Thanks to caring neighbors like you, September and October have been busy months at Springs Rescue Mission! Multiple groups of volunteers have shown us exactly what it means to love bigger, and we’re so thankful. Scroll down to find out more about our new sheltering programs, plus read Jeremiah’s story of hope.
In September, we opened a destination on the road to permanent housing. This new program — known as Mission Inn 2 — has space for 14 men and provides a safe, encouraging environment in which men can overcome homelessness and get their lives back on track. The new program currently houses eight men who have been homeless for as long as 11 years. “It’s really the first chapter of housing,” said Robert Farmer, shelter director. “The intent is for it to be a stable environment — it’s set up more like a community-style housing.” Robert also said that a requirement of the program is for residents to meet their own monthly goals for physical, mental and spiritual health, as well as to work.
We’ve also started another new sheltering program, known as the Advanced Shelter Program. This program is designed to help shelter guests who are working and want to move further toward permanent housing. Guests in the Advanced Shelter have access to a kitchen, are able to leave their belongings at their bunks on a semi-permanent basis and have extended access to laundry and shower facilities. “It’s really designed to be as much like independent living as you can get while still in the shelter,” said Robert Farmer. “It’s a mature group of people who are doing everything they can to get out and live on their own.”
Jason graduated the New Life Program last month. During his graduation ceremony, his friends, mentors and family members recognized him for his optimism, enthusiasm and “contagious positivity.” As his brother said, “Jason is a really great older brother, and he’s kind of like everyone’s brother. He just always has a great attitude — no matter how hard he gets knocked down, he gets back up.” Jason chose Proverbs 12:1 as his graduation verse: “Whoever loves discipline loves knowledge, but whoever hates correction is stupid.” Congratulations, Jason!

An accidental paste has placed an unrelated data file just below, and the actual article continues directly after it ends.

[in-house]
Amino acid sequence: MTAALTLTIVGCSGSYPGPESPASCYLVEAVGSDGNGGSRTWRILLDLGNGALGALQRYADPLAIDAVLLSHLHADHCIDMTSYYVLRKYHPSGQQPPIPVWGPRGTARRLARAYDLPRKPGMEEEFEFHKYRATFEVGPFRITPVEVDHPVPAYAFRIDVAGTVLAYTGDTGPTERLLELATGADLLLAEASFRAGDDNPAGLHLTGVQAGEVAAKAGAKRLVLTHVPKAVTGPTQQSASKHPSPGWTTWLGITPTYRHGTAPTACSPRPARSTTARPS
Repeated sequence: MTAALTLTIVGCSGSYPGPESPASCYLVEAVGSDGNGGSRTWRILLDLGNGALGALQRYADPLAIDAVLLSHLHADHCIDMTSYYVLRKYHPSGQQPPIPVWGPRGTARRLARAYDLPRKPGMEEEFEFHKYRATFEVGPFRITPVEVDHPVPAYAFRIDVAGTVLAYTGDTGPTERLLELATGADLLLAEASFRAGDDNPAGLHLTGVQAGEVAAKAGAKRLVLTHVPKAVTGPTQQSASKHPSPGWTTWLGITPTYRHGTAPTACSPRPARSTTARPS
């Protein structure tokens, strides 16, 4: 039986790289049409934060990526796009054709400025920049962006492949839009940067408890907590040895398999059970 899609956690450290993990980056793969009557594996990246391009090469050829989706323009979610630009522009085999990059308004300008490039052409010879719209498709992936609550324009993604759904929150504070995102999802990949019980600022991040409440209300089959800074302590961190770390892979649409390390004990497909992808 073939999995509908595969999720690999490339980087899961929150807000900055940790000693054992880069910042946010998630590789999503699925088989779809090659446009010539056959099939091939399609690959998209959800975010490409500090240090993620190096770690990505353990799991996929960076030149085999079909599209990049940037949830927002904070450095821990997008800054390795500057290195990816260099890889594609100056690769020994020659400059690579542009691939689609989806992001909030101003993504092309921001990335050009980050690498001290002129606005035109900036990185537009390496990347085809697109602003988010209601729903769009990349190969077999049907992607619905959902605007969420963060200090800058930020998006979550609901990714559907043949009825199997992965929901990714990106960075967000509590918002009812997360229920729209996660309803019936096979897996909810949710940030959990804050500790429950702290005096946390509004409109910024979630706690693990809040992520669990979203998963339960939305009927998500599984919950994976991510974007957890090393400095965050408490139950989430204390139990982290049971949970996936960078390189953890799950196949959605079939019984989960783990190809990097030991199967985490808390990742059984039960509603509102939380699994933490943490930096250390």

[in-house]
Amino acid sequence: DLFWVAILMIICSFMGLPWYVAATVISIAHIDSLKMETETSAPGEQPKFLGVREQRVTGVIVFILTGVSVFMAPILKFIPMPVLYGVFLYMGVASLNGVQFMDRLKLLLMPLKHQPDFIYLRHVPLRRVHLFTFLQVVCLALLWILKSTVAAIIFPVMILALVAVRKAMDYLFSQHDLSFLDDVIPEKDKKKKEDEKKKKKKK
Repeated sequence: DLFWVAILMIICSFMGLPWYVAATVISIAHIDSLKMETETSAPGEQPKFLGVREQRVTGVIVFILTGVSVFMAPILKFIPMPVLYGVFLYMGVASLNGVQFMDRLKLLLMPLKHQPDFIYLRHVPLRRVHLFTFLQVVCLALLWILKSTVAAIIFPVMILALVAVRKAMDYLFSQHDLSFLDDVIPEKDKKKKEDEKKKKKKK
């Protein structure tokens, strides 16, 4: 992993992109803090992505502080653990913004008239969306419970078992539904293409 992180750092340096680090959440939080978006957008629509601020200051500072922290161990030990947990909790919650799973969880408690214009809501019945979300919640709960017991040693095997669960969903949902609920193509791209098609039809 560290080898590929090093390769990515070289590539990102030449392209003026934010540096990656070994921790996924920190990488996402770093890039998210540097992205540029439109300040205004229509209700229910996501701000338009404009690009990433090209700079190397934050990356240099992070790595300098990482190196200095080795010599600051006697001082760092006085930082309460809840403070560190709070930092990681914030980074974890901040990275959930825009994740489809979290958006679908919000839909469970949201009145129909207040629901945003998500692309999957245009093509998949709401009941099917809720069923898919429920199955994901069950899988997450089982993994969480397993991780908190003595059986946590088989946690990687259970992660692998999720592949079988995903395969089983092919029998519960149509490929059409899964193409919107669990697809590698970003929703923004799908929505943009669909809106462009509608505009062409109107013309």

In September, medical students from UCCS and Colorado College held a “foot clinic” for guests at Springs Rescue Mission. Guests were able to get their feet worked on, which alleviated pain and helped the students look for any other underlying medical issues. Thank you to the students and to Peak Vista Community Health Centers for putting on this important event!
More than 70 volunteers converged at Springs Rescue Mission on Oct. 5 to help with landscaping, shelter cleaning and picking up the Mill Street Neighborhood. The effort was part of a city-wide service event called CityServe, which is hosted by Colorado Springs-based nonprofit COSILoveYou.
Thousands participated in the overall event to volunteer and perform acts of service at schools, churches and local nonprofits. “We are so blessed when this community comes together to see lives restored and filled with hope,” said Travis Williams, SRM’s Chief Development Officer. “It brings us so much joy.”
Global humanitarian-relief nonprofit Convoy of Hope, in partnership with the Mechanical Service Contractors of America, came to Springs Rescue Oct. 10 to perform a series of service projects, as well as deliver a truckload of material goods, nonperishable food items and other sundries. More than 40 volunteers helped with interior painting, light construction projects and stuffing care kits for the homeless in Colorado Springs.
Thanks to you, Jeremiah has hope again.
Jeremiah* never let his autism limit him. He was born in Topeka, Kansas and moved to Colorado when he was 13. He worked a variety of jobs — from welding and ranching to roofing and installing smoke detectors. Around 10 years ago, Jeremiah became homeless. Unable to cope with the stress of what his life had become, he turned to marijuana and smoked it regularly.
Jeremiah recently came to Springs Rescue Mission and was one of the first residents of our new shelter program (Mission Inn 2/Genesis House) — ending a decade of homelessness. Today he is thankful: for life, for shelter and for sobriety.
He is currently working with Work Engagement and attending vocational rehabilitation classes through the Pikes Peak Workforce Center. He is currently looking for a church to attend regularly and hopes to find full-time employment as a janitor. He also dreams of living in his own apartment one day.
*name changed to protect privacy